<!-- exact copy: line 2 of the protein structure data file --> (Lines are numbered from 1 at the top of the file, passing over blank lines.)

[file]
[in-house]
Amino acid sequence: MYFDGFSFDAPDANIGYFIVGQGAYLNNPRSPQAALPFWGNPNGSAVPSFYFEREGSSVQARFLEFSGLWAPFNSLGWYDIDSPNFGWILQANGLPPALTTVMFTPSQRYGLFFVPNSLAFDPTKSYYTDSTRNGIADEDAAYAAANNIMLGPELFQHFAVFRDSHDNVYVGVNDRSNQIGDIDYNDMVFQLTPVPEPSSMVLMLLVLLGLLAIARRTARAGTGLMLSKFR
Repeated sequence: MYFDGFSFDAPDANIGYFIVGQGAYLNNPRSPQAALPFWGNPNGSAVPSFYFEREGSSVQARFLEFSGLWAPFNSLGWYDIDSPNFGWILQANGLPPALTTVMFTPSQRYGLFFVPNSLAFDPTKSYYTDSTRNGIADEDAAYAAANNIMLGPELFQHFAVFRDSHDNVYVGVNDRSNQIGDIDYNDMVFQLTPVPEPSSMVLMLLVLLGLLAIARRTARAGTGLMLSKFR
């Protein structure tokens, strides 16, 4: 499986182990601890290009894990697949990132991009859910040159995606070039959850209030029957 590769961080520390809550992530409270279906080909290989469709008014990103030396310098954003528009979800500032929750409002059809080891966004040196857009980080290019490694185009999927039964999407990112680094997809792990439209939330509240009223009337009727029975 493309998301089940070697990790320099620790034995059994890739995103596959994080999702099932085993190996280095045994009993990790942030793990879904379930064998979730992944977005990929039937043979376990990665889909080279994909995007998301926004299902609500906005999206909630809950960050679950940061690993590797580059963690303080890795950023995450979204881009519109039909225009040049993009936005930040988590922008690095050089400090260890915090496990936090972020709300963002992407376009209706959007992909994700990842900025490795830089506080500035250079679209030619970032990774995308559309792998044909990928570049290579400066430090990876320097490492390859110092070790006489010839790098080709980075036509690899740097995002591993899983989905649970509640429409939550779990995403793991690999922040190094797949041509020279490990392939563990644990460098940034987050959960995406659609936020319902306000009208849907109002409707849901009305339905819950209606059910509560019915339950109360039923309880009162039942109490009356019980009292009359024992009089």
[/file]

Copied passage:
Amino acid sequence: MYFDGFSFDAPDANIGYFIVGQGAYLNNPRSPQAALPFWGNPNGSAVPSFYFEREGSSVQARFLEFSGLWAPFNSLGWYDIDSPNFGWILQANGLPPALTTVMFTPSQRYGLFFVPNSLAFDPTKSYYTDSTRNGIADEDAAYAAANNIMLGPELFQHFAVFRDSHDNVYVGVNDRSNQIGDIDYNDMVFQLTPVPEPSSMVLMLLVLLGLLAIARRTARAGTGLMLSKFR